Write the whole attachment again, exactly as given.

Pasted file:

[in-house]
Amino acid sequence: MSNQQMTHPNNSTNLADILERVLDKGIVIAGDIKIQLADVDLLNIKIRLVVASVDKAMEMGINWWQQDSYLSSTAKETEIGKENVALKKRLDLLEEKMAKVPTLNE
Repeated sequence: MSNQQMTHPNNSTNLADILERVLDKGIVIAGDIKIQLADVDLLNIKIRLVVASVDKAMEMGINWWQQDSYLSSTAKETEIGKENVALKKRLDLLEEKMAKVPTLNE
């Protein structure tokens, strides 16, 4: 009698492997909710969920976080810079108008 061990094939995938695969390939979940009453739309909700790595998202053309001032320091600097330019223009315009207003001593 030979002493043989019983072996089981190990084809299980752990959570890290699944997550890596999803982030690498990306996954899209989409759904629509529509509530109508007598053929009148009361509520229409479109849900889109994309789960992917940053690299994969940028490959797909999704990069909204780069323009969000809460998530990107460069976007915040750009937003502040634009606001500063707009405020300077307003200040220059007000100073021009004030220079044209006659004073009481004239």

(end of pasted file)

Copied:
[in-house]
Amino acid sequence: MSNQQMTHPNNSTNLADILERVLDKGIVIAGDIKIQLADVDLLNIKIRLVVASVDKAMEMGINWWQQDSYLSSTAKETEIGKENVALKKRLDLLEEKMAKVPTLNE
Repeated sequence: MSNQQMTHPNNSTNLADILERVLDKGIVIAGDIKIQLADVDLLNIKIRLVVASVDKAMEMGINWWQQDSYLSSTAKETEIGKENVALKKRLDLLEEKMAKVPTLNE
């Protein structure tokens, strides 16, 4: 009698492997909710969920976080810079108008 061990094939995938695969390939979940009453739309909700790595998202053309001032320091600097330019223009315009207003001593 030979002493043989019983072996089981190990084809299980752990959570890290699944997550890596999803982030690498990306996954899209989409759904629509529509509530109508007598053929009148009361509520229409479109849900889109994309789960992917940053690299994969940028490959797909999704990069909204780069323009969000809460998530990107460069976007915040750009937003502040634009606001500063707009405020300077307003200040220059007000100073021009004030220079044209006659004073009481004239």